• Time the seizure. Look at your watch and time the seizure. Seizures often seem like they are taking forever but may only be seconds.
  • Protect your pet. Seizuring pets can thrash and hurt themselves. Protect your dog from water, stairs, and sharp objects. We generally recommend pulling your dog gently toward the center of the room by the back legs. Many dogs may urinate or defecate. If you have a towel handy, place this under their back end.
  • Observe the seizure. Notice how your pet behaves and moves during the seizure. Is there padding of all legs or just the front? Is there chomping? Foaming? Does your dog urinate or defecate?
  • Comfort your pet. Stay with your dog but away from his/her mouth. You may calm your dog by speaking softly and petting your dog.
  • Be ready to go. If the seizure lasts more than 5 minutes, call your veterinarian or veterinary emergency clinic immediately. If you have any questions – call your vet. They can help guide you on if you should come in or if any treatments are recommended.

What to Do After a Dog Seizures

The period after the seizure is called the post-ictal period. This can last from minutes to hours. Typically dogs are disoriented, often lethargic, with inappropriate behavior such as stumbling, walking into walls, overdrinking at the water bowl.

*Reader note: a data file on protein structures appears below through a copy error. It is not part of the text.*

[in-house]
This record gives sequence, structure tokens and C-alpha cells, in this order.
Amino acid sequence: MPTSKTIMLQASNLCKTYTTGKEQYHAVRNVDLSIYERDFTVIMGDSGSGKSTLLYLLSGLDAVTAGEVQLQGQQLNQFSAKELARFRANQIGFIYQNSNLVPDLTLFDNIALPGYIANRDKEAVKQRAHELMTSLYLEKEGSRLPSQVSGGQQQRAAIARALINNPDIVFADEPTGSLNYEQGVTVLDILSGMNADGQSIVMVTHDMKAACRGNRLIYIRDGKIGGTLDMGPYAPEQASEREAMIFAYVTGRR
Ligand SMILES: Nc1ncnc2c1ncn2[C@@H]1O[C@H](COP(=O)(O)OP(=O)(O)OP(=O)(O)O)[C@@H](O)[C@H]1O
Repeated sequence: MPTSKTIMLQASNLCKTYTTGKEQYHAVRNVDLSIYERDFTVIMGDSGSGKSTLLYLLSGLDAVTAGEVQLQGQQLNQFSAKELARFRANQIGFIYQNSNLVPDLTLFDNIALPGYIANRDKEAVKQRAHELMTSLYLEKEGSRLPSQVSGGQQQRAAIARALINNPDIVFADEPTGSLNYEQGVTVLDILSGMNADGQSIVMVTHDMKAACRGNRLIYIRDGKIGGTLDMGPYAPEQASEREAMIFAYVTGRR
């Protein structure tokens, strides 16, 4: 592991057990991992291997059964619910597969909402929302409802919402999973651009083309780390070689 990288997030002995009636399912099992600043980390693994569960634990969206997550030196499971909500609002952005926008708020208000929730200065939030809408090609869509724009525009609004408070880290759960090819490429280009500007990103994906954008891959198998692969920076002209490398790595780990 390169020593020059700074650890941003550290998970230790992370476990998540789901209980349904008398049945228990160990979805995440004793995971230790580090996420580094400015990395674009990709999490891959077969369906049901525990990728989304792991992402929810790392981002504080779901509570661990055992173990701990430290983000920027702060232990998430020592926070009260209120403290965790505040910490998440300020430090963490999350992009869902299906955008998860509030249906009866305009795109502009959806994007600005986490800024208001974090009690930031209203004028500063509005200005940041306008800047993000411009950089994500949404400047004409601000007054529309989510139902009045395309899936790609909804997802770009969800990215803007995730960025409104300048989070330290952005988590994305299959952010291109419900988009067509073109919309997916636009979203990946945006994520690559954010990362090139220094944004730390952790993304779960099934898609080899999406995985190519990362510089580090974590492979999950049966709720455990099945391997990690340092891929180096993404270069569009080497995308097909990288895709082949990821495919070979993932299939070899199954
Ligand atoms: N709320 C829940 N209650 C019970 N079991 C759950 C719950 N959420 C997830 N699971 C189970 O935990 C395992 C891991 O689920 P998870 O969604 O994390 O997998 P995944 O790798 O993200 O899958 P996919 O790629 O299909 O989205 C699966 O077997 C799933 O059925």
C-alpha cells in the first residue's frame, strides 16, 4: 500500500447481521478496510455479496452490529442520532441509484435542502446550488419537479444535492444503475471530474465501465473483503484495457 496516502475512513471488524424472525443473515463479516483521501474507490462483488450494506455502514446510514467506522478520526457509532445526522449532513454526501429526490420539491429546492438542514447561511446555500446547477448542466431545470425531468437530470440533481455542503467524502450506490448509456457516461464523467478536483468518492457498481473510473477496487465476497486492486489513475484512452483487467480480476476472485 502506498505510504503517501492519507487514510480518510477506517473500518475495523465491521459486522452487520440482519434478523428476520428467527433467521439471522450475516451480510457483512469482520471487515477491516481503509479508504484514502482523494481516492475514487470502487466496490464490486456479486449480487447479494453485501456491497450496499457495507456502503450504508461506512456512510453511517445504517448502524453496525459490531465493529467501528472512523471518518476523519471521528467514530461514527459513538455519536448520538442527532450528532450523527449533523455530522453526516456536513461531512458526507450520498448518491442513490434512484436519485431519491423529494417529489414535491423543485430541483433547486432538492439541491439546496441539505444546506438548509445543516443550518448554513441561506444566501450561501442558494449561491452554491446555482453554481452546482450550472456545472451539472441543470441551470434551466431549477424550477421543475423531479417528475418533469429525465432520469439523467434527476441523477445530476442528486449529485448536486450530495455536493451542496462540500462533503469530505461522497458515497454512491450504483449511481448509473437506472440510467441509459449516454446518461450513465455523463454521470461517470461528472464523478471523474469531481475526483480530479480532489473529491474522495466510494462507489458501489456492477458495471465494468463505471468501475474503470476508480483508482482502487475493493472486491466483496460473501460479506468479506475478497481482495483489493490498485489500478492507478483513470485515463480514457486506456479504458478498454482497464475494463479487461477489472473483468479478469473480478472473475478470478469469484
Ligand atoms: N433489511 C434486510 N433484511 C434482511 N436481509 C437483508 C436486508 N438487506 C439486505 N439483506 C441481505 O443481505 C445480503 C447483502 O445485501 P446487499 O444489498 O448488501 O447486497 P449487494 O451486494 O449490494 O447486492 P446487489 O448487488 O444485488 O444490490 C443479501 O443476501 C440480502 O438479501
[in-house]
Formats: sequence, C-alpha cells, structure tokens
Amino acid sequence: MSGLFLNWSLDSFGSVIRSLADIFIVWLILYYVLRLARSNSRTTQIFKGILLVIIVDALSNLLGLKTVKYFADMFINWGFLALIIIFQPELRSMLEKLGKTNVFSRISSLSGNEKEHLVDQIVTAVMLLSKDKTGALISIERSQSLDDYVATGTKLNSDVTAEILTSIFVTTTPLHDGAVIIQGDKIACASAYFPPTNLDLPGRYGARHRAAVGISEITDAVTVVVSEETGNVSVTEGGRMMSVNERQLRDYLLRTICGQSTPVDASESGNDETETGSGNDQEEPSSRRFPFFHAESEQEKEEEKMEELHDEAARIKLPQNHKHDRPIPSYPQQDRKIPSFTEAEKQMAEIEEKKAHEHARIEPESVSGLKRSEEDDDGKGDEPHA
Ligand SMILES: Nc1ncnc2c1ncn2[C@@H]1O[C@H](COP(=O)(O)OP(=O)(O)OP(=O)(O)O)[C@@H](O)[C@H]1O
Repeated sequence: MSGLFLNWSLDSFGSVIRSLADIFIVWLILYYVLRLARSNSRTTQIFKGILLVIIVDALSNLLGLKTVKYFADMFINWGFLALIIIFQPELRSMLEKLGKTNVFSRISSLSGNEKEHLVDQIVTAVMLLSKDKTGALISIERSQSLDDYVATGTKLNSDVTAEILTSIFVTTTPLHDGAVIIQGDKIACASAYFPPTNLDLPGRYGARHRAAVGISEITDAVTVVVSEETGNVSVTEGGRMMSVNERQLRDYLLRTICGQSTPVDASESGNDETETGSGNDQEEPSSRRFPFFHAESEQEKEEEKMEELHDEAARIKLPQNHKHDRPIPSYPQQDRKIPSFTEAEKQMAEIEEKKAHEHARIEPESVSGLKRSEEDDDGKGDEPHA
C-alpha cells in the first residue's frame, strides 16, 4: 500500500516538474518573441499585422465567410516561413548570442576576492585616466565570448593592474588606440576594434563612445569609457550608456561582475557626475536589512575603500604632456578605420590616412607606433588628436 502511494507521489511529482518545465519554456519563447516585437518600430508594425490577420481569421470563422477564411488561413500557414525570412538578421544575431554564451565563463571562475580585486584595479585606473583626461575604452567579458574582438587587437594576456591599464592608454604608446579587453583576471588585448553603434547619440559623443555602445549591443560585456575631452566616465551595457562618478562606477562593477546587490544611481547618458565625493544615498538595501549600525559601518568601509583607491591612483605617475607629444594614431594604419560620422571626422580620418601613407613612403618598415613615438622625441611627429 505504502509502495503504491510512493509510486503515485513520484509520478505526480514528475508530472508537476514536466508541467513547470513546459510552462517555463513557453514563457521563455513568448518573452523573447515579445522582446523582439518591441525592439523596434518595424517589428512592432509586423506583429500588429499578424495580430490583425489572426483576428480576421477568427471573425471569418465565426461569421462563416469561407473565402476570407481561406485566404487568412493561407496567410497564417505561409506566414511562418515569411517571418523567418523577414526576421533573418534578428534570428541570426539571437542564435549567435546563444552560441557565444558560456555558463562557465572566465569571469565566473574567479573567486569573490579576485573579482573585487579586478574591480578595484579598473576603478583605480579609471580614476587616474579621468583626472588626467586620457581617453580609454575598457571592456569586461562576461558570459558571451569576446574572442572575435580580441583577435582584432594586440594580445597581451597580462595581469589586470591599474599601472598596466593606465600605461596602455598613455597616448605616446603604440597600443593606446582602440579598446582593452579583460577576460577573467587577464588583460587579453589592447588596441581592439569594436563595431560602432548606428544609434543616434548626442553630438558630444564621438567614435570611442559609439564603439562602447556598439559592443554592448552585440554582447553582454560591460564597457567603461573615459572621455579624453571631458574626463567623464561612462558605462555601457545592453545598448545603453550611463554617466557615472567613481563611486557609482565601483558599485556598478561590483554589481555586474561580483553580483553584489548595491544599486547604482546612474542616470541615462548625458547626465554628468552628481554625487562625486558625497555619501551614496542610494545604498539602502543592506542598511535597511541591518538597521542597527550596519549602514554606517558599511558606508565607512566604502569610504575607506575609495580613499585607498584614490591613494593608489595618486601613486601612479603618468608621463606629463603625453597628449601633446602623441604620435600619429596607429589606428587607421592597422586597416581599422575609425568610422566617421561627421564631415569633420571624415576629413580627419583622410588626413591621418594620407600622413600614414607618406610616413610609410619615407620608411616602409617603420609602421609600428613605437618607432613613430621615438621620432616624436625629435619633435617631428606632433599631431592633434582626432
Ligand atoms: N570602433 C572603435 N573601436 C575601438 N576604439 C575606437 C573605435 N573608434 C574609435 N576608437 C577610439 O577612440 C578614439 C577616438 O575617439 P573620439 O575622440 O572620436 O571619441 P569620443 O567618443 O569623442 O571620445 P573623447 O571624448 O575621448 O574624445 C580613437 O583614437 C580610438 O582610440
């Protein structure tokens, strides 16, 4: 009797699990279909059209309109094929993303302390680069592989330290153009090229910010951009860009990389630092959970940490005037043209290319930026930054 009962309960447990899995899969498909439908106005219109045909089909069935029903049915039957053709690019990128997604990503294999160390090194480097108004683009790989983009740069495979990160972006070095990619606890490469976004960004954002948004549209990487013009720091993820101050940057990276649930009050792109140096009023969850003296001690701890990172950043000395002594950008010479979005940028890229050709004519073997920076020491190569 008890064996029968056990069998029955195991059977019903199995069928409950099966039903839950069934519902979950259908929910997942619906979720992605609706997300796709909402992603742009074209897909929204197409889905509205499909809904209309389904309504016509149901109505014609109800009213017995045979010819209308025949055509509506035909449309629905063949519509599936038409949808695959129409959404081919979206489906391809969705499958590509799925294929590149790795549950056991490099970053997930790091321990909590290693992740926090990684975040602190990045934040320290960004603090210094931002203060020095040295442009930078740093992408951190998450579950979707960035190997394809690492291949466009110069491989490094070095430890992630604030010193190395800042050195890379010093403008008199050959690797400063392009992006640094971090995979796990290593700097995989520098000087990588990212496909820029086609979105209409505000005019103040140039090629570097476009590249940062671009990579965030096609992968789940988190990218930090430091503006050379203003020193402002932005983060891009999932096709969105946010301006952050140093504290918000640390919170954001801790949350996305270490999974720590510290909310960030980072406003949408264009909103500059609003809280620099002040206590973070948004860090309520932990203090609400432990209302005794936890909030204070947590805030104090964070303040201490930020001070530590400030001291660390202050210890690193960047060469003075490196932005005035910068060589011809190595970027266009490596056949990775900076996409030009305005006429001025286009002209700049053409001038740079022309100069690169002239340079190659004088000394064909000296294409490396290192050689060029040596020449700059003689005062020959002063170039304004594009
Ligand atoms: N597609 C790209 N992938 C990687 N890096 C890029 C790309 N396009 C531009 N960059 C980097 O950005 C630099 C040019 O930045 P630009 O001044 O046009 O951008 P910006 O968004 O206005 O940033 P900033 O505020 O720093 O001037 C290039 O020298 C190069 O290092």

What do you do after a dog seizure?

  • The best thing you can do is after a seizure is protect your pet. Block access to stairs and water such as swimming pools, ponds, and lakes. Because your dog is unsteady on his feet, he can easily fall down stairs.  Allow access only to a room with no sharp objects.
  • If your dog will lie still, comfort them with soothing words and a petting. If your dog is anxious, he may not want to lay still. Do not hold him down as this can create more stress.
  • Take your dog out only on a leash for the next several hours to monitor for additional abnormalities such as additional seizures, stumbling, vomiting, diarrhea, and/or lethargy.
  • Start a seizure log. Document the seizure including the time of day and length of seizure. This will help your vet eventually determine if seizure medications are recommended.

Your dog should slowly go back to normal over minutes to hours. Once he is acting normal, you can allow access to stairs, food and the outdoors. If your dog continues to seizures, has a second seizure, please contact your veterinarian or local veterinary emergency clinic.

When Your Seizure Dog Should See Your Veterinarian

Your dog should see a veterinarian if any of the following occur:

  • Any Seizures that lasts longer than 5 minutes
  • When there are more than three seizures in a 24 hour time period
  • Seizures that begin before your pet has completely recovered from the previous seizure
  • Your dog does not recover from the seizure within 6 hours
  • If your dog also has additional symptoms such as not eating, vomiting, lethargy, trouble breathing, weakness, any sign of bleeding or diarrhea

Additional Canine seizure Articles of Interest: